Campaign continues: Rating Sarah Palin as a TV host
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A Marine who sacrificed his life to save his fellows, a millionaire who has paid the college tuition of thousands of underprivileged kids, a boy who was inspired to walk through the friendship of an adorable black dog, a woman who risked her life to save a fire victim — surely only the most jaded among us could object to a television show devoted to inspiring tales of “real Americans.”
That seems to be what former Alaska governor and vice presidential candidate Sarah Palin is counting on with “Real American Stories,” which debuted Thursday night on Fox News. Resplendent in red, Palin’s participation in the hourlong show was limited to narrating five segments and doing a few short follow-up interviews in front of an enthusiastic audience.
The segments themselves were based on interviews conducted by someone other than Palin. Indeed, LL Cool J, who is starring in the top-rated “NCIS: Los Angeles” caused a bit of a ruckus Wednesday when he tweeted his shock at being included in promos for the show. The interview being used to advertise his participation in “Real American Stories” took place in 2008 and no one had asked his permission to include it in what he considered a vehicle for Palin. His segment was subsequently cut. Country star Toby Keith expressed similar surprise — his interview is also an old one, used without his knowledge — but no objection to the show or the host and his segment stayed.
Certainly the people featured in the debut hour are genuine heroes, their actions undeniably worthy of all the accolades Palin showers on them. But taken as a whole, the show has no over-arching point beyond the one sketchily provided by Palin’s intro — that Americans are a courageous and ingenious bunch and this is a country where anything is possible.
‘Without government intervention’ is undeniably something of a subtext, especially in the first segment, which featured George Weiss as the benevolent millionaire whose Say Yes program has sent thousands of poor children to college. After bringing out a few of the youngsters currently involved in Say Yes, Palin praised “the power in the idea of a voluntary private sector” and wondered “how we can encourage others to jump in” before reminding the kids that America’s “eyes will be on you,” expecting great things after their free ride to college.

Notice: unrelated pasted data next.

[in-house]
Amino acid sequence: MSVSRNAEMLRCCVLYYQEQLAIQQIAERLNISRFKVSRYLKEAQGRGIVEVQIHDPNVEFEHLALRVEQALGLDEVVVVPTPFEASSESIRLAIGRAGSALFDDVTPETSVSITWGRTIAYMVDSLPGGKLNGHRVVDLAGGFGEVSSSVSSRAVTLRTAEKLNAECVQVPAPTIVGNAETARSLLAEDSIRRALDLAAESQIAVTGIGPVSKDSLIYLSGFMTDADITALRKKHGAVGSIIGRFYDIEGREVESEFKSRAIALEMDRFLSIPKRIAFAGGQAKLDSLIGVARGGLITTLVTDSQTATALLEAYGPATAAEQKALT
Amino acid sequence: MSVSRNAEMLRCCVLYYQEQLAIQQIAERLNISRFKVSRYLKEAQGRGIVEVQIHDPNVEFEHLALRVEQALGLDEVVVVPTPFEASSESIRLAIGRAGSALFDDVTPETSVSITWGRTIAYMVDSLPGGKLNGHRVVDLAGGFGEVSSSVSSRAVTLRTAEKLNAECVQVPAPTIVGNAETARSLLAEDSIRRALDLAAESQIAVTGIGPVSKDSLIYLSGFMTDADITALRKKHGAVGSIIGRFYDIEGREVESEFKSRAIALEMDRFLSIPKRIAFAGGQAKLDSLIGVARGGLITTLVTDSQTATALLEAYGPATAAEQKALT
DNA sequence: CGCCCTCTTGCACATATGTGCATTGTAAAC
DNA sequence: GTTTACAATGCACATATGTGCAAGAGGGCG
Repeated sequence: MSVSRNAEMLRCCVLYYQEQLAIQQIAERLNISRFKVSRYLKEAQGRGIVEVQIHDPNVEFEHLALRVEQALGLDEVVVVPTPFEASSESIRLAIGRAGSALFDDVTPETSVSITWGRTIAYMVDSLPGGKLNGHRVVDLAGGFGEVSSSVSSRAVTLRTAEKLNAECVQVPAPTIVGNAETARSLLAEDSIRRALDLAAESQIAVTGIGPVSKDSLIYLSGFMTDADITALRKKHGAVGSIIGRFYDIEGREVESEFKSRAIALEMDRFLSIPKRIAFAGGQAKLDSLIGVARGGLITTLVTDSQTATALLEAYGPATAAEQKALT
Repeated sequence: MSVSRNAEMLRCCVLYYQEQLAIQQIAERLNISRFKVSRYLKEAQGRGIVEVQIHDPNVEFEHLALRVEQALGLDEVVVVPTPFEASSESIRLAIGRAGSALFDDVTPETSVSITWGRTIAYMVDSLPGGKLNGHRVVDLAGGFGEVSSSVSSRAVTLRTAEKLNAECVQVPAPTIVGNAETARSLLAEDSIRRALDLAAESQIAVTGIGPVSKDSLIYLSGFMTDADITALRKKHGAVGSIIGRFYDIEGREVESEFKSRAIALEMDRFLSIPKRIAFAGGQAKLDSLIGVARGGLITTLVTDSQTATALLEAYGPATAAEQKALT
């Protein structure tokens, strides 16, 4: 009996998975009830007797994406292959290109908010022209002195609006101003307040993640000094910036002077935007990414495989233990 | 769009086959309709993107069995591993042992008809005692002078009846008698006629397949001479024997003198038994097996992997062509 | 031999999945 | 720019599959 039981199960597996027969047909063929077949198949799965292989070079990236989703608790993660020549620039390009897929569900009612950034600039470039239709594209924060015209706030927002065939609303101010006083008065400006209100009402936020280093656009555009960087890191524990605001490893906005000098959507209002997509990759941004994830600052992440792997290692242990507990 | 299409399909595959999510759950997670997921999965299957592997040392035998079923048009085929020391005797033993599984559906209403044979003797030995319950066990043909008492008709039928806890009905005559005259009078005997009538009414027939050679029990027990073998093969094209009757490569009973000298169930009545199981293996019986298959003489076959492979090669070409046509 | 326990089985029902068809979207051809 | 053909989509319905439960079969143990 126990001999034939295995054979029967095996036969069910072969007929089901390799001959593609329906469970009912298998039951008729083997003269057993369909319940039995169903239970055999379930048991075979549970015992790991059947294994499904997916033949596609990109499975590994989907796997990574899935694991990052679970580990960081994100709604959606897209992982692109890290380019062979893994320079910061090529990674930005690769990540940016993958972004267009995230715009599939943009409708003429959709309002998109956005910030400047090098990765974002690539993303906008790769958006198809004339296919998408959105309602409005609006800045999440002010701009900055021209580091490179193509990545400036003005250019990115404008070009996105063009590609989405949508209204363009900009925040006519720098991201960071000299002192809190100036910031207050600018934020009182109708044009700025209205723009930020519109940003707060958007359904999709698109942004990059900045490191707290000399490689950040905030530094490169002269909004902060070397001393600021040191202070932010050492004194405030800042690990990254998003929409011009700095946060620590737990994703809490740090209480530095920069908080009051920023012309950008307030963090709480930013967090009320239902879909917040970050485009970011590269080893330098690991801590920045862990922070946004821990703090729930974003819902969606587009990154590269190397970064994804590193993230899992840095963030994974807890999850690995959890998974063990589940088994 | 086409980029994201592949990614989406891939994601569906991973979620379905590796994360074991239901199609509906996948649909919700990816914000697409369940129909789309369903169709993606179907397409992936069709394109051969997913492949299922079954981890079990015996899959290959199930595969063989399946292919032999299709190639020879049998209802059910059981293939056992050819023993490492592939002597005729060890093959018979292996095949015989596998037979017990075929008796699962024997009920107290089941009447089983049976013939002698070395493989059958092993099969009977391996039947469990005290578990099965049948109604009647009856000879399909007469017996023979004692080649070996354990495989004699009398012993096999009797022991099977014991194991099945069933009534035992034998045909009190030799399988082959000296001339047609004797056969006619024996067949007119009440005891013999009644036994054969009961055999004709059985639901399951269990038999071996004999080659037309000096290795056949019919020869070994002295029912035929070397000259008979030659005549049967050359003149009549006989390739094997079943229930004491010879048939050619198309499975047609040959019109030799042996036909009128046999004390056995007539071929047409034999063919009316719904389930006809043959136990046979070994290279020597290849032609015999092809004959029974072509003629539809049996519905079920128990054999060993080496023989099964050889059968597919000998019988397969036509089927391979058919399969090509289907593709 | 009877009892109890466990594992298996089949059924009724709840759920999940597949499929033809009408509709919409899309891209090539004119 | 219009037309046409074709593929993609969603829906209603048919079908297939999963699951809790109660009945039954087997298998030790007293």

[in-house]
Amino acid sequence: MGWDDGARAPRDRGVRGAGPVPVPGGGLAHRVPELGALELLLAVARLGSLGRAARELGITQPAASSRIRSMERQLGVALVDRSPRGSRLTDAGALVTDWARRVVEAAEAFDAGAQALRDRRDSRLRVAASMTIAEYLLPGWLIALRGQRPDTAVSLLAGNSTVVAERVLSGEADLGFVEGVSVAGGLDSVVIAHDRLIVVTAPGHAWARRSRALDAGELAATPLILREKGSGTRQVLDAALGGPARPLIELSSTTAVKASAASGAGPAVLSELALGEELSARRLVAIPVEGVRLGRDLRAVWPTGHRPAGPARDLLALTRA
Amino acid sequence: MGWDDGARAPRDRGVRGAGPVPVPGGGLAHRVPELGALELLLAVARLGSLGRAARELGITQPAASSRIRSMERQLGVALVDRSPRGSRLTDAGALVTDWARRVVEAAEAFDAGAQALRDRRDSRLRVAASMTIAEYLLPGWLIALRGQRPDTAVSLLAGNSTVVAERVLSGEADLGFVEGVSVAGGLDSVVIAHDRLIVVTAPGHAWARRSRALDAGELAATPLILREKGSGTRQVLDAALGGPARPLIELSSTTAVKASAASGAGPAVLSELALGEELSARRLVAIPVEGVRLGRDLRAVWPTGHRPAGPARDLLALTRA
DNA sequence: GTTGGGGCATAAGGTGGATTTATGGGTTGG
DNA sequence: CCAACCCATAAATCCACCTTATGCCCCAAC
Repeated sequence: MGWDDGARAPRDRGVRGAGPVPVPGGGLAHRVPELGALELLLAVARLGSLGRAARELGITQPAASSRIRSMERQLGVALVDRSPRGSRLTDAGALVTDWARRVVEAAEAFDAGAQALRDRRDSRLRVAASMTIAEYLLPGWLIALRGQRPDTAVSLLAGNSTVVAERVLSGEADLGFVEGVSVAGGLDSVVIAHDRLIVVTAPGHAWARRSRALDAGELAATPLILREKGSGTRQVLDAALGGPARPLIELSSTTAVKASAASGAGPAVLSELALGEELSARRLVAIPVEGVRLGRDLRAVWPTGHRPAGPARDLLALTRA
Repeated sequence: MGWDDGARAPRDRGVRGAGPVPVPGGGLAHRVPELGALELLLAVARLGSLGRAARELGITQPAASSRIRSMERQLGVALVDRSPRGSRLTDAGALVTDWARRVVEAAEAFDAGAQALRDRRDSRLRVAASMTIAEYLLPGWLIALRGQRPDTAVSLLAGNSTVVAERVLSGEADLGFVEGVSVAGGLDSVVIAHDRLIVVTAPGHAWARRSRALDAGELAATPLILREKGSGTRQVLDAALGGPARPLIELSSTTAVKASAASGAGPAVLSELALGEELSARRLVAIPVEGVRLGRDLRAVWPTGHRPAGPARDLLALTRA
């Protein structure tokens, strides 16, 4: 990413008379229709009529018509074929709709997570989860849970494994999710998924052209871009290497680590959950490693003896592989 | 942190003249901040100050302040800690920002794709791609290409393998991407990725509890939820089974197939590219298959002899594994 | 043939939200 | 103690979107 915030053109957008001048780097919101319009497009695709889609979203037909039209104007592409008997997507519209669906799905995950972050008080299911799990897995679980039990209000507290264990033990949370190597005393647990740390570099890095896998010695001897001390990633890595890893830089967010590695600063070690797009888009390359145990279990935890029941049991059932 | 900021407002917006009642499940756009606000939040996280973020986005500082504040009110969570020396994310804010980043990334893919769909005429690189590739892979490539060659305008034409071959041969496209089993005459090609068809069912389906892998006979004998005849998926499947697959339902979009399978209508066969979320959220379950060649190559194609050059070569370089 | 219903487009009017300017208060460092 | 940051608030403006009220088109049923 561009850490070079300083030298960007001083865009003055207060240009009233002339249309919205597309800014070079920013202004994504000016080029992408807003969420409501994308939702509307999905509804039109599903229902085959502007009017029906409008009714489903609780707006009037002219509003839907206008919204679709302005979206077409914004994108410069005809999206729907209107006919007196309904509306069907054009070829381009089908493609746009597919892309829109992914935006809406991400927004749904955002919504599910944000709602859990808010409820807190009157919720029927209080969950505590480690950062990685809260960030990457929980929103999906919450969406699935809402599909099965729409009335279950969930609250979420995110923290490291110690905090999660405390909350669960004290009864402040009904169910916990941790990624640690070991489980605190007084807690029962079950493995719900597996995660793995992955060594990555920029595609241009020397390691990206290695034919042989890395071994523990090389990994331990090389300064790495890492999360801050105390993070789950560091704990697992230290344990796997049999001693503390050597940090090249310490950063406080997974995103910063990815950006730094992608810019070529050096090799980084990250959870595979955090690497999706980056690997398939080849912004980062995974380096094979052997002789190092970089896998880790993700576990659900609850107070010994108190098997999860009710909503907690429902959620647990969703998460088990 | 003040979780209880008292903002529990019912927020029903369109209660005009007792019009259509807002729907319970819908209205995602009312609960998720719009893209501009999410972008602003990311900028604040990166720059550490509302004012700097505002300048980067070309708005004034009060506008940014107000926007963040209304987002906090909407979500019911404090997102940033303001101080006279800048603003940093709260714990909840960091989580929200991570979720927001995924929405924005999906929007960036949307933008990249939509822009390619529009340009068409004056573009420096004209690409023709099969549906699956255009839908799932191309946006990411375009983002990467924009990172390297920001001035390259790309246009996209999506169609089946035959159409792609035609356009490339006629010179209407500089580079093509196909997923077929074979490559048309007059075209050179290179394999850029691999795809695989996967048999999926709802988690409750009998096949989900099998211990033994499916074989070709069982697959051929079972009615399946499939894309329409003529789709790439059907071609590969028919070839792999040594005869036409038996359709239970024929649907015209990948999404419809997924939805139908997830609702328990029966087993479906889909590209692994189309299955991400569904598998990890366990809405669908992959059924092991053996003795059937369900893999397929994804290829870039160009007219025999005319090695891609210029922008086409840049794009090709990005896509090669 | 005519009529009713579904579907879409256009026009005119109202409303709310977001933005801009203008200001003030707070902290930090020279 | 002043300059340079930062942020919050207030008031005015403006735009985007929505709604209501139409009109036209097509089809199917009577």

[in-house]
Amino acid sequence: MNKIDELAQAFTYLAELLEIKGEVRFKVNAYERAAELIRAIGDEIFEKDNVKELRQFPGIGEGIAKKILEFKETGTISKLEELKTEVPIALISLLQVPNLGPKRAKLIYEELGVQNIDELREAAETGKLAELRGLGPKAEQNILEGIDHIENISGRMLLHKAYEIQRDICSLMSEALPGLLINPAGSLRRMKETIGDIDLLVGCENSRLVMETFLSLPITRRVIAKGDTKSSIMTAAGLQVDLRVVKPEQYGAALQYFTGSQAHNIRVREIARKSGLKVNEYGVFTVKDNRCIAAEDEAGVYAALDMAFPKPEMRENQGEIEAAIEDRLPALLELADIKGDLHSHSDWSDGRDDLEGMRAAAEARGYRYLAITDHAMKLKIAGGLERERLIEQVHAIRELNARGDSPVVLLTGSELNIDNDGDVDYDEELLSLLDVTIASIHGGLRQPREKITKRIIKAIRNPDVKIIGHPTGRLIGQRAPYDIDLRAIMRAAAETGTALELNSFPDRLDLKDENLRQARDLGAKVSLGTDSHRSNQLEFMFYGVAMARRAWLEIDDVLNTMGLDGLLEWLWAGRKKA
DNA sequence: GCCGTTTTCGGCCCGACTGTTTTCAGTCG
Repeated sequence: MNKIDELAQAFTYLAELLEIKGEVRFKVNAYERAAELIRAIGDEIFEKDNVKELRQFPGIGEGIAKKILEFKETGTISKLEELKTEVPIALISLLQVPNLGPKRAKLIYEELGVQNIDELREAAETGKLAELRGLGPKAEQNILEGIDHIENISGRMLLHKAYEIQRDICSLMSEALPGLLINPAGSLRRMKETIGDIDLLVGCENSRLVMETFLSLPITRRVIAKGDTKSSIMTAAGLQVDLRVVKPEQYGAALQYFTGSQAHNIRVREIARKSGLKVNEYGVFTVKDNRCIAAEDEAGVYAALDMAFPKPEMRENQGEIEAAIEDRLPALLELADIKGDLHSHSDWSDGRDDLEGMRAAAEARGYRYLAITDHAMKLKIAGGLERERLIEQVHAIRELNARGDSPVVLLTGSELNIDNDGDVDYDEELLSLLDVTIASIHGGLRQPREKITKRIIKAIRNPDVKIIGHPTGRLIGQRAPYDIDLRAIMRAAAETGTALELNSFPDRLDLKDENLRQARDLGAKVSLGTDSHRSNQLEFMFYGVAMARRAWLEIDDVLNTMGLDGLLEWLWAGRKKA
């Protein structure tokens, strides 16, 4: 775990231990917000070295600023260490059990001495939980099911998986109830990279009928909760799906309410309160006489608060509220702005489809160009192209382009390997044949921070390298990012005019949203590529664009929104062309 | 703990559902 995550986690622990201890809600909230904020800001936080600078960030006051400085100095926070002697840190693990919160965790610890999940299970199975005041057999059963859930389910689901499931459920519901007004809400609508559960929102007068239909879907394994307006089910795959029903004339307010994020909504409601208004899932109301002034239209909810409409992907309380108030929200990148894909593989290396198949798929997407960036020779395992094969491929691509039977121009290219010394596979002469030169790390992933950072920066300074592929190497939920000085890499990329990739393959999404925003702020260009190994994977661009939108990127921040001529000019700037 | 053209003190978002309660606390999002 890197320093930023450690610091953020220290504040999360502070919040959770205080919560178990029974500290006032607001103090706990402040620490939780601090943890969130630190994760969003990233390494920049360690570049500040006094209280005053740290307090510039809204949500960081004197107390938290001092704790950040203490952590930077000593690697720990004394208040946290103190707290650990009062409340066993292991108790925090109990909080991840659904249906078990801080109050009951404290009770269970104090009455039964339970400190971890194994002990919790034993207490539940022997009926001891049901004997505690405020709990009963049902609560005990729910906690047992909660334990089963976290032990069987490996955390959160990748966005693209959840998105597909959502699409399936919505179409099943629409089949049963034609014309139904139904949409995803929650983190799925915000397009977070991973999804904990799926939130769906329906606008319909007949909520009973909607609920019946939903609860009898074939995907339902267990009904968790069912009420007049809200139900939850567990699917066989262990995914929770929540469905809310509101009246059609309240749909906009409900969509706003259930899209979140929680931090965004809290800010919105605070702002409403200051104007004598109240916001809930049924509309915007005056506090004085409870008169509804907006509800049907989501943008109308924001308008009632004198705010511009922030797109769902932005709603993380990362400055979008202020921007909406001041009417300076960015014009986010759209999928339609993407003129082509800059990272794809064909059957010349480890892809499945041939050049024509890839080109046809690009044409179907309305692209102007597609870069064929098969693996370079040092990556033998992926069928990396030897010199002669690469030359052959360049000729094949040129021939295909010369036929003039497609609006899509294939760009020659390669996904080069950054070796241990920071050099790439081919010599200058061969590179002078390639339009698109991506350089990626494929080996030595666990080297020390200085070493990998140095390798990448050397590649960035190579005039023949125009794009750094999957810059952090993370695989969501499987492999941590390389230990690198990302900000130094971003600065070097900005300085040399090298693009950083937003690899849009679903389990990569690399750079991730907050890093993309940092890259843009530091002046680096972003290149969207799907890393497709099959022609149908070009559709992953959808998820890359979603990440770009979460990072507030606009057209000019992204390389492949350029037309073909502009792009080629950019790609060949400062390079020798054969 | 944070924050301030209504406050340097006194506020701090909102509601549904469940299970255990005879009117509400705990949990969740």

A few minutes later, General Electric’s chief executive, Jack Welch, appears to tell his American story and reiterates the belief that with hard work anything is possible in America.
As a host, Palin brings little besides her name and all that it has come to mean. Despite her time on the campaign trail and in front of often-unfriendly cameras, Palin still has an eyes-locked-on-the-teleprompter stiffness. Not surprisingly, she finally relaxed when speaking to the parents of Cole Massie, the special-needs child who endured excruciating surgeries and physical therapy so he could walk his dog Elia. “When you get that diagnosis, the universe sort of stops spinning,” Palin said before turning the floor over to Cole’s mother, giving the audience a glimpse of something beyond frozen smiles and rhetoric.
Certainly there’s nothing wrong with having a show devoted to inspiring people, as the daytime talk shows have known for years. But it’s hard not to see Palin, who, after abdicating her own governorship is hardly an icon of stick-to-itiveness, as using this platform, and these people, to further the idea that she has a special relationship with “real Americans.” Which makes anyone who finds her less than enchanting at best a heartless cynic and, at worst, a traitor.